Economic effects of past global pandemics provide perspective on what the future could hold.
Zillow Research conducted a deep dive into past research and historical data on the economic effects of global pandemics to help provide perspective on what the future could hold under various scenarios.

Up front, I want to say - I am Not a big fan of the Zillow's Listing information or it's algorithm produced property valuations. According to Zillow themselves,  It is not an appraisal and it should be used as a starting point. 

From the Zillow website: " We encourage buyers, sellers and homeowners to supplement the Zestimate with other research such as visiting the home, getting a professional appraisal of the home, or requesting a comparative market analysis from a real estate agent ."

Relying on Zillow to determine your home's value is, at best, a crapshoot. Many of the homes for sale that Zillow shows as Active, have either been Sold or Expired. 

However, Zillow Research does have the resources and staff to dig deep.

The report on Economic Effects of Global Pandemics was put together by Dr. Svenja Gudell. She is the chief economist of Zillow Group. She  has a bachelor's degree in economics, two master's degrees and a Ph.D. in finance from the University of Rochester.

During epidemics such as the 1918 influenza or the 2003 SARS outbreaks, economic activity fell sharply during the epidemic (a 5-10% temporary hit to GDP or industrial production over the course of the epidemic) but snapped back quickly once the epidemic was over.

This pattern differs from a standard recession, which is a situation in which economic activity falls for 6-18 months and then recovers more slowly.

During SARS, Hong Kong house prices did not fall significantly, but transaction volumes fell by 33-72% as customers avoided human contact ("avoidance behavior" like avoiding travel, restaurants, and public gatherings). After the epidemic was over, transactions snapped back to normal volumes. 

During the current episode in China, early news reports indicate that home prices have so far not fallen but transactions have nearly ceased.

During standard recessions, home prices and transaction volumes may fall but this is not always the case (e.g. the 2001 recession).

It is difficult to precisely forecast the probability of an epidemic-related downturn and/or how such a downturn could provoke a standard recession because this depends on how COVID-19 progresses and how this progress interacts with preexisting recession risks and policy responses (ranging from doing nothing to shutting down entire cities for months at a time).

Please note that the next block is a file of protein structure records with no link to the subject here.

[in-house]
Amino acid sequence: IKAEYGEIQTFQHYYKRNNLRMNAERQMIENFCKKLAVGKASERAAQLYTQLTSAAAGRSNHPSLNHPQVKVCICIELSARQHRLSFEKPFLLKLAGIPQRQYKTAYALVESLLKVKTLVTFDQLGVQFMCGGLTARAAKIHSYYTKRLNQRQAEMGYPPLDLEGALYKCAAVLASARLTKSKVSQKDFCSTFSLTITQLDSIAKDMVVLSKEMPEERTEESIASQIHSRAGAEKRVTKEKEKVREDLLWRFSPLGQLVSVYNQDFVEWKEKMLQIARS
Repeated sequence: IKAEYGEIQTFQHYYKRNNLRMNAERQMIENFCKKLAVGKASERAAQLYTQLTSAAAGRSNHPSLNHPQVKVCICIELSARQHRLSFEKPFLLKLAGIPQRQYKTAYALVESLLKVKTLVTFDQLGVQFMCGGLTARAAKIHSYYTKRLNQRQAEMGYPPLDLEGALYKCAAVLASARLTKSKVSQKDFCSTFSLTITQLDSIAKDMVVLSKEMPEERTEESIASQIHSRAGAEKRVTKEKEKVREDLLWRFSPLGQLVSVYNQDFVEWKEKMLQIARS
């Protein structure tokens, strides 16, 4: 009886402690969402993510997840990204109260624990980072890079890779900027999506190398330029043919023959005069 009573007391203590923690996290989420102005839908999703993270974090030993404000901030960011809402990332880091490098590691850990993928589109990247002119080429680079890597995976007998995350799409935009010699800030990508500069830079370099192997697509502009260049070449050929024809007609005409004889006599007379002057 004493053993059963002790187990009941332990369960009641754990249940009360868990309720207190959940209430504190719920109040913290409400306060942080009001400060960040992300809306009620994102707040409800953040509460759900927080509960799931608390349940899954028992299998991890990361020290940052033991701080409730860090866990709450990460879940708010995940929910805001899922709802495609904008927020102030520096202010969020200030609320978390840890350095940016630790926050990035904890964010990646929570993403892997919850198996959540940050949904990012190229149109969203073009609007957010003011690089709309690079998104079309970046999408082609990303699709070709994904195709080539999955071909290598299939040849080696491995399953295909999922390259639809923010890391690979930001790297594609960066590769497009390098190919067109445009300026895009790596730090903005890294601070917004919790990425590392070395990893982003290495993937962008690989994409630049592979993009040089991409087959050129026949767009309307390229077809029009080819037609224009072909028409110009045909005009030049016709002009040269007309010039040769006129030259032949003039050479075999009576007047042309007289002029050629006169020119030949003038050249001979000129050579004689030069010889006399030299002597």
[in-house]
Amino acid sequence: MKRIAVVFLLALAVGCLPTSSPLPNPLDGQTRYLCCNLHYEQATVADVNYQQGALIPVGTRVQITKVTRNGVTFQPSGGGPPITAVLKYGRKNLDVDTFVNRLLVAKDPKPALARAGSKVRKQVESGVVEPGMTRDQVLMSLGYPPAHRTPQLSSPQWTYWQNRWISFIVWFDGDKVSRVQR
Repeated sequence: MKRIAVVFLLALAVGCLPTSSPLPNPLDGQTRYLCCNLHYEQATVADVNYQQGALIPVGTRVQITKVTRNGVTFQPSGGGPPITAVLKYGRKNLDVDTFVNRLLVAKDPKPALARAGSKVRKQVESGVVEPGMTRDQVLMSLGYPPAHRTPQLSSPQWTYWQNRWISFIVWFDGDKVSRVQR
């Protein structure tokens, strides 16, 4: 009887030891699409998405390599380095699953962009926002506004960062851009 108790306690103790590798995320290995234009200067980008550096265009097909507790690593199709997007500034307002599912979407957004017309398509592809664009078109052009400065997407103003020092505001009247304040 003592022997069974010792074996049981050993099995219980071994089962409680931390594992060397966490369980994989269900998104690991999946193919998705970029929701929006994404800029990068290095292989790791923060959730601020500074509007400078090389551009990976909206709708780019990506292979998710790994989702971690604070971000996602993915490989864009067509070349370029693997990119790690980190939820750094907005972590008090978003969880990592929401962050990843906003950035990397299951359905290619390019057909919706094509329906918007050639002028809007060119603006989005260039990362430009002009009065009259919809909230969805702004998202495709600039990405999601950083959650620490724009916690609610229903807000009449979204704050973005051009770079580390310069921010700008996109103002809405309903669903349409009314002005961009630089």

Empirical research into the SARS and 1918 influenza pandemics both indicate a significant loss in output during the time of the pandemic. 

Hong Kong lost 5.1% of monthly output during the 5 months of the SARS epidemic (or 1.75% of annualized GDP). 

The US lost between 7% and 9.5% of monthly industrial production during the 1918 influenza epidemic, with an effect on annual GDP of 0.5%. 

The effects vary by sector-the epidemics led to people curtailing unnecessary social activities and curtailing human contact, which led to larger falls in services and (semi-)durable goods, while the effect on manufacturing is influenced by trade spillovers.

Since consumers wish to avoid nonessential human contact, the 2003 SARS pandemic led to a temporary fall in monthly real estate transactions from 33% to 72% vs. baseline for the duration of the epidemic, while real estate prices held steady.

Meanwhile, during the current episode in China, news reports and early data provided by Goldman Sachs indicate a near-shutdown in the volume of Chinese real estate transactions, although there is not yet a clear effect on real estate prices.

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